Alvin and the “Immigrant Student Quota” – Leonardo Tondelli

This is the first of two articles by Leonardo Tondelli on the subject of the “immigrant quotas” established recently in Italian public schools by the Minister of Education, Mariastella Gelmini. Part Two, “I’m Dreaming of An (All-)White Classroom” is available here.

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Alvin and the “Immigrant Student Quota”
by Leonardo Tondelli
English translation by Wendell Ricketts
[Read the original in Italian here.]

I have a theory. If we want to understand the true impact of Minister of Education Mariastella Gelmini’s new quota system (yeah, that quota—the 30% limit on immigrant students in public-school classrooms), we need to try to get inside the head of one of the guys who most favored the idea of quotas: an Average Lega-Nord-Voting Working Stiff FN1 (from here on out, just to keep things simple, we’ll call him Alvin).

Alvin is not a racist—just ask him. In fact, one of the trainees down at his shop is from Moldavia. He’s a good guy and he minds his own business. But ever since Alvin, Jr. started his first year of middle school, Alvin is having a hard time digesting this business of immigrant kids in Italian school classrooms.

At the beginning, everything seemed normal. Sure, Alvin, Jr. occasionally dropped some odd name or other when he came home with one of his “what I did at school today” tales, but Alvin has a lot of Italian friends who’ve chosen to name their kids Brandon or Sharon or whatever. And then, during the very first parent-teacher meeting of the year, the teachers told Alvin and his wife, “The group that Alvin, Jr. is in … well, it’s quite a handful.” But they wouldn’t be teachers if they didn’t find something to complain about, right?

The real shock didn’t come until Alvin saw his son’s photos from the first class excursion of the year. What he immediately realized was that his son’s class was a zoo. Three Africans, each one blacker than the next. Some sort of Martian with a cowl over his head (“No, Dad, he’s from India, but he’s a Sikh”). An indeterminate number of Romanians, Poles, and who knows what else. Six or seven out of twenty-seven.

“It’s a multicultural group. A marvelous opportunity for your son,” the teacher told Alvin. The same teacher who’d said it was a difficult class. As far as Alvin was concerned, something stunk. If multicultural classes were really such a marvelous opportunity, how come his neighbor, the engineer, didn’t have his daughter in one, too? She’s the same age as Alvin, Jr., but she seems a lot more advanced. His wife told Alvin it was nothing to worry about: girls always do better in school than boys.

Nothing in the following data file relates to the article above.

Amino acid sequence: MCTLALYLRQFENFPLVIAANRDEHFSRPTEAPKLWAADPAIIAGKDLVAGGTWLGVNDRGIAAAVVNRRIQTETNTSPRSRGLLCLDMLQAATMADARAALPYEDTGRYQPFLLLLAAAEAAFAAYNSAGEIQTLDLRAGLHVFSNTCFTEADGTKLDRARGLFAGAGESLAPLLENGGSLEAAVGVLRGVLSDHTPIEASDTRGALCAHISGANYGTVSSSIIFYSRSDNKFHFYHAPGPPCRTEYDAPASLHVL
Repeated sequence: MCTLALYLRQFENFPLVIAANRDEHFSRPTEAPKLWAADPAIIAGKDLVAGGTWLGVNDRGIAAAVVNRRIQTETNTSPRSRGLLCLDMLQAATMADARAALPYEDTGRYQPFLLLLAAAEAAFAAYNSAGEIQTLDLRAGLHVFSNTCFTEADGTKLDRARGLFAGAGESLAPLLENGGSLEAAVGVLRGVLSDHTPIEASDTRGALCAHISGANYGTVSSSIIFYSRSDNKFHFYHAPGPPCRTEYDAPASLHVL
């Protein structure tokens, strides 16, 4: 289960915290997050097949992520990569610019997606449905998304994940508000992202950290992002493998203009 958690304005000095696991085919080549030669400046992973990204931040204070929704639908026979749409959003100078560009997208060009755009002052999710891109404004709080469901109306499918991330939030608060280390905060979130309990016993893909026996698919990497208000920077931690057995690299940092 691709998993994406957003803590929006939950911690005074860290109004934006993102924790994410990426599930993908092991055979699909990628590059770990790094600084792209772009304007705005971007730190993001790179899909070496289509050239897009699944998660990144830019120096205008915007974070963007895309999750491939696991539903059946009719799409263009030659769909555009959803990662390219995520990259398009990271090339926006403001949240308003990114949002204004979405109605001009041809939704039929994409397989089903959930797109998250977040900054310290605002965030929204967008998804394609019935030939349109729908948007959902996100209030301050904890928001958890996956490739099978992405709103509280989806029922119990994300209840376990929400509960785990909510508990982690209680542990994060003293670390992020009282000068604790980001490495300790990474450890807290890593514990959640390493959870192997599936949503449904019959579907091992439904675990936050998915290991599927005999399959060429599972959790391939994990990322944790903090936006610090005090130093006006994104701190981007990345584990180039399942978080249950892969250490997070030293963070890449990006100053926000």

One morning, as Alvin was drinking coffee at his local café, though, he couldn’t hold back any longer, and he started in on the school situation with the engineer. Eventually, of course, they wound around to the fateful topic, immigrant students in their kids’ classes….

His liberal-minded neighbor had his answer ready. “They’re better students than the Italians,” he said. “In my daughter’s class, for example, there’s this Hungarian kid who’s a real whiz with computers, you know?”

“There is? Sure, but there’s also the ones … I mean, some of them are having a hard time even learning Italian, which slows down the rest of the class. Your daughter must have some classmates like that, too.”

“No, not that I know of.”

And that’s how it came to light that Alvin, Jr. had eight immigrant classmates but the engineer’s daughter only had one (the computer genius).

“Of course,” Alvin’s wife said. “The engineer enrolled his kid in the bilingual German class.”

“Why? They don’t allow foreign kids in that class?”

“Theoretically, I don’t suppose there’s any reason why they wouldn’t.”

“So why aren’t there more of them?”

“Because German is a tough language. Besides, there’s a waiting list.”

“A waiting list?”

“Not much gets by you, does it?”

“No, I mean … they have a waiting list to study German in a middle school? What’s so special about the German class?”

“Maybe it’s that all the pupils are white.”

And voilà, the mystery was revealed. There hadn’t been any invasion of immigrant students. The problem was that they’d all been concentrated in a small number of classes, one of which was Alvin, Jr.’s. In the other classes (Alvin had checked the role sheets posted outside the classrooms when school started in September), kids with foreign names were extremely rare. That was when something in Alvin finally snapped. Or maybe it was when he heard his son’s teacher say for the fifth time that Alvin, Jr.’s group was falling behind in its program. Whatever it was, the first chance he got, Alvin voted for the Lega Nord.

When his guys in parliament proposed instituting so-called “transition classes” (a separate, remedial-Italian track where foreign students would remain until they demonstrated sufficient language skills to join the normal educational program), he got into a heated argument at his usual table at the café. “It’s the return of Racial Laws!” the engineer thundered. “The truth of the matter is that you’re all terrified of foreigners, even though a lot of the time they’re sharper than our own kids.”